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Brighton Year-Round 2024

St Nicholas John Bruzon Recital

John Bruzon

Genre: Live Music

Venue: St Nicholas Church, Dyke Road, Brighton


Low Down

John Bruzon is one of the most welcome fixtures on the south coast.  He plays Tchaikowsky, Brahms, Albeniz, Liszt and Mompou.


John Bruzon is one of the most welcome fixtures on the south coast.  Here he plays Tchaikowsky, Brahms, Albéniz, Liszt and as an encore Mompou.

Bruzon’s way with Tchaikowsky is the road less travelled by. The late 1892 The Months, wrongly translated as The Seasons (after William Sterndale Bennett’s and Fanny Mendelssohn’s sets) are naturally a set of twelve. June is a supreme perennial, though March, October, November and December have always been popular and played more frequently.

Bruzon plays January, ‘By the Fireside’ also popular and memorably fragile, evoking an ellipsis of warmth against splintering cold. April Snowdrops and May, ‘May Nights’ are by turns also delicate and more robust, melodies eased out and more elusive than the better known numbers of the set. December ‘Christmas’ is a rousing Mazurka-rhythm, full of reminiscence and hope too. It’s the finest of the four here though January’s stealing into our affections.

The two Brahms Intermezzi from 1893 are very well-known, the Op 117/1 Lullaby in E flat, winding out a gentle rocking rhythm, indeed cradle song, prefaced by an anonymous Scottish ballad. Here it’s magically limpid, and timeless.

The Op 118/2 in a major is anything but major-hued: it’s a consolatory regret it seems for lost opportunities. Perhaps with Clara Schumann, dedicatee of so many pieces. Brahms only had himself to blame. Bruzon’s particularly inward with these pieces, refusing to smooth over the ribbed rubato of some of the shifts in tempo.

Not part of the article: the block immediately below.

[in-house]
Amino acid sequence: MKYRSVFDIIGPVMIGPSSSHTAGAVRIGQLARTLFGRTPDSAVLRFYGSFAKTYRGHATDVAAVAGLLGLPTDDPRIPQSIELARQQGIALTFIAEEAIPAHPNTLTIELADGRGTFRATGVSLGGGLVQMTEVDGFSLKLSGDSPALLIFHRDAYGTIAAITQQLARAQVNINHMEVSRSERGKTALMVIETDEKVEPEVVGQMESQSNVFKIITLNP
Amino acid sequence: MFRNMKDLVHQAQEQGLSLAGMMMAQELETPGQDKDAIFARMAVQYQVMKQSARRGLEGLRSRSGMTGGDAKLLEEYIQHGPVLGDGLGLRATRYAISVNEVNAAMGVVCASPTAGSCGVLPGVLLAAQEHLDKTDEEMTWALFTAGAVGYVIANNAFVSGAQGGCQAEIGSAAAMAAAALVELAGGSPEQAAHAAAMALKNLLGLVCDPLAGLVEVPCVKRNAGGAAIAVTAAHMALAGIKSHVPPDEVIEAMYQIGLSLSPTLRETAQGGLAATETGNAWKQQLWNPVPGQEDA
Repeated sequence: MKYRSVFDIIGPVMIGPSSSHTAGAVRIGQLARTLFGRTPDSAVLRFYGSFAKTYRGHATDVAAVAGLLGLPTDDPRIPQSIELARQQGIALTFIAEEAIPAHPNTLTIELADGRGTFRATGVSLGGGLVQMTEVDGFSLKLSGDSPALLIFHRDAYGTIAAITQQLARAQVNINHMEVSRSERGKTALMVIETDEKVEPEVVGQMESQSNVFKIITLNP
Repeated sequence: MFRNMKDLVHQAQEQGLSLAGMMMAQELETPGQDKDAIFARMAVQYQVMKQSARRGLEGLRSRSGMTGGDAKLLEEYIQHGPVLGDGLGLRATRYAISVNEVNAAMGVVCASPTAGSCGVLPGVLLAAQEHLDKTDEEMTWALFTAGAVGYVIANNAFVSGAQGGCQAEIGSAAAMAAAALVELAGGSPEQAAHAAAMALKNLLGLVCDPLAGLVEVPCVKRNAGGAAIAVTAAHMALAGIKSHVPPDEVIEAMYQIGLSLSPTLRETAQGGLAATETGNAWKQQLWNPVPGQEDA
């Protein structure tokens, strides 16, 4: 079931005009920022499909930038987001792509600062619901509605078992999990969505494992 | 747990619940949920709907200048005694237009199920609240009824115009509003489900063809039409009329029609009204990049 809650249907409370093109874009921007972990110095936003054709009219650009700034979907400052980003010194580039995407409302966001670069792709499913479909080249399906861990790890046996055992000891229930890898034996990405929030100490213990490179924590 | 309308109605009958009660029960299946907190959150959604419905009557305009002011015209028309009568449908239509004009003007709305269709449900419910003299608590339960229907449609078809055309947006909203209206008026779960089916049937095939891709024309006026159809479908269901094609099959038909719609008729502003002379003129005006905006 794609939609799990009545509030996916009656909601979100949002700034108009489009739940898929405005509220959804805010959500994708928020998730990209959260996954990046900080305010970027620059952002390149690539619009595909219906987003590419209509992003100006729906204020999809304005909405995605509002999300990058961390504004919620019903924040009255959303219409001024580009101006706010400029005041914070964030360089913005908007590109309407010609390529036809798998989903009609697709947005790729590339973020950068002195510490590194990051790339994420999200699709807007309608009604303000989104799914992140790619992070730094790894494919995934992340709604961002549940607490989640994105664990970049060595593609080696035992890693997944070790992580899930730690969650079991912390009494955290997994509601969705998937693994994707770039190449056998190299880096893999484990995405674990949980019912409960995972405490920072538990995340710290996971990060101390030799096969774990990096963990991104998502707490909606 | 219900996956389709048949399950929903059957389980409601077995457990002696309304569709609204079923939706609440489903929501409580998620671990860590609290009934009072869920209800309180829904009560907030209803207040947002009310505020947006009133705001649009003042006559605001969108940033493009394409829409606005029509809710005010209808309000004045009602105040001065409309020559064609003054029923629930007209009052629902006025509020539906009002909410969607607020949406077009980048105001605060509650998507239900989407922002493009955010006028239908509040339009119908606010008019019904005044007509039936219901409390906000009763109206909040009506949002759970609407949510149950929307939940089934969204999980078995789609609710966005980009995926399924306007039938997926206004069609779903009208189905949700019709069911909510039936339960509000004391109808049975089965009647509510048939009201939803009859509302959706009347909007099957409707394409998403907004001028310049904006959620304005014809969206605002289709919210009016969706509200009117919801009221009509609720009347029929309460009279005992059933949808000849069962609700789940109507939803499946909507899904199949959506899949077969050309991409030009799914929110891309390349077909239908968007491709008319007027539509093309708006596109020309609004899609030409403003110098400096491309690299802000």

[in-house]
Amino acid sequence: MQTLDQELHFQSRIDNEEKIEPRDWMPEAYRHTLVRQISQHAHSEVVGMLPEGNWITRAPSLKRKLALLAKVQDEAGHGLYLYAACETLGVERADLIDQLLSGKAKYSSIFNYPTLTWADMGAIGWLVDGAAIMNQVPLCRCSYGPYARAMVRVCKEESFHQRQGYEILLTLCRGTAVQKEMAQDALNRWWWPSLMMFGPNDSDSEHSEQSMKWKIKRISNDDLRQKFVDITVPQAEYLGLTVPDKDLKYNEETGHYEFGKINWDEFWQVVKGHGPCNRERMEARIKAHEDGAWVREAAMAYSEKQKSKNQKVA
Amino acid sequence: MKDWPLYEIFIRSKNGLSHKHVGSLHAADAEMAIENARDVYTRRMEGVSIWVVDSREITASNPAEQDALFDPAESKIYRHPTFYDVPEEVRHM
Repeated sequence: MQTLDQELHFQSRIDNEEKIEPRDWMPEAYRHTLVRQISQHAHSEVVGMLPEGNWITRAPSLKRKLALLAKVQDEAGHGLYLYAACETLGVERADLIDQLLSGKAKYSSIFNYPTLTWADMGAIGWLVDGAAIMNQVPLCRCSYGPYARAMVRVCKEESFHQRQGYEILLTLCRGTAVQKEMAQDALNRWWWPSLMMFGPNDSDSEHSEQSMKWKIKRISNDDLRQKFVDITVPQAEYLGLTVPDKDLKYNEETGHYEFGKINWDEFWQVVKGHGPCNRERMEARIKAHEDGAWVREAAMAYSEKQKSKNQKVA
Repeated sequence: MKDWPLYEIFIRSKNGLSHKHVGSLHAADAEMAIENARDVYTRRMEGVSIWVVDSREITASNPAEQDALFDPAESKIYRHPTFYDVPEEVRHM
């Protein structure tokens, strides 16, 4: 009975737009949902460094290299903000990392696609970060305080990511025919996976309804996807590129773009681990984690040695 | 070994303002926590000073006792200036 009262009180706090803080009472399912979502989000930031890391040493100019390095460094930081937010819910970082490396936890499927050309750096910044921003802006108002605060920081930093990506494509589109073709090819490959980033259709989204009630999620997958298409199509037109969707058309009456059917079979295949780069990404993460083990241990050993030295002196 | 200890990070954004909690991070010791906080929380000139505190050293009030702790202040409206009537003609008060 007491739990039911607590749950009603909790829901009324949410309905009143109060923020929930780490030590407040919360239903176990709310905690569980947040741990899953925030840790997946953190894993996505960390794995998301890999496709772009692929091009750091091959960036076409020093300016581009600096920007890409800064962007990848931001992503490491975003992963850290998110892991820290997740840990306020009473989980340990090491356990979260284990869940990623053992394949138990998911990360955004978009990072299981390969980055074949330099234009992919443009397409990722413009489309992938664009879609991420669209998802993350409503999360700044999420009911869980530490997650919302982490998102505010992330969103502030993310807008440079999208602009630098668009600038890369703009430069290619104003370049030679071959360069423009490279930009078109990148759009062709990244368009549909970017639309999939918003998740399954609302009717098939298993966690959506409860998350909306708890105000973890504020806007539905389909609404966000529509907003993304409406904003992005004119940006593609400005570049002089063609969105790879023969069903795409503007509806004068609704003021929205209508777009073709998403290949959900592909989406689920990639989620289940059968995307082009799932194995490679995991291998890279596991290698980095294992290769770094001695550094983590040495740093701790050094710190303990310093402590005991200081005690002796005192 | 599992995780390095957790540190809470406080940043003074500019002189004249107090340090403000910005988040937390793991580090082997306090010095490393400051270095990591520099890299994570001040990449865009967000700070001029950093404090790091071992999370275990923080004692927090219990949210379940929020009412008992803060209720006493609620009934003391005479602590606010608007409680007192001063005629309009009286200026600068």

A shift to Isaac Albéniz (1860-1909) delivers two pieces from the end and middle of his career. Often transcribed for guitar, Albéniz never wrote for the guitar himself but evoked its rhythms and colour. Guitarists have paid him the compliment of colonising him, so it’s refreshing to hear his piano originals, especially as he was a celebrated concert pianist worldwide.

‘Mallorca’ Op 202 in D minor (possibly from 1907-08) is a fine evocation, full of inner rhythms like castanets Bruzon playfully suggested, but  a gallimaufry of colour and kaleidoscopic evocation of a once-mysterious island, sun-bleached white walls and a slant of shadow.

‘Rumores de la Caleta’ *Rumours from the Courtyard) Op 71/6 from around 1900 is an Andalusian flamenco-style dance, with complex rhythms, sliding out from the world of Seville. A superb snatch of extended dance-tunes concentrated into a single piece.

As climax, Bruzon offered Liszt’s La Chapelle de William Tell S160.It’s from Liszt’s First Book of Années de Pélerinage. Published in its final form in 1855, it opens and closes with a contemplative gaze on the Alps and indeed involves Alp-echo effects and much else, but rises to a soaring climax, with emphatic chords beginning and ending the central section and indeed the climax of the work. Invoking Swiz independence in 1301, it’s one of those works where aspiring nationalism, very present in 19th century Europe, finds its coded avatar in previous struggles, whilst the Hapsburgs (who lost out here long ago) were still holding sway over Hungary, and indeed Italy, a well Austria, and most of middle Europe.

As encore, Bruzon played a work only learned finally a week ago. Frederico Mompou’s ‘Pajaro Triste’ or ‘Sad Bird’ from his early (1911-14) collection Impresiones intimas. This a whispering if more angled work than Mompou’s maturity (he lived 1983-1987), is still characteristic of his inches of ivory evoking timelessness in a few pared chords and space fluttered in just a few bars.

Sovereign performance, intriguing sidelights. An immensely satisfying recital.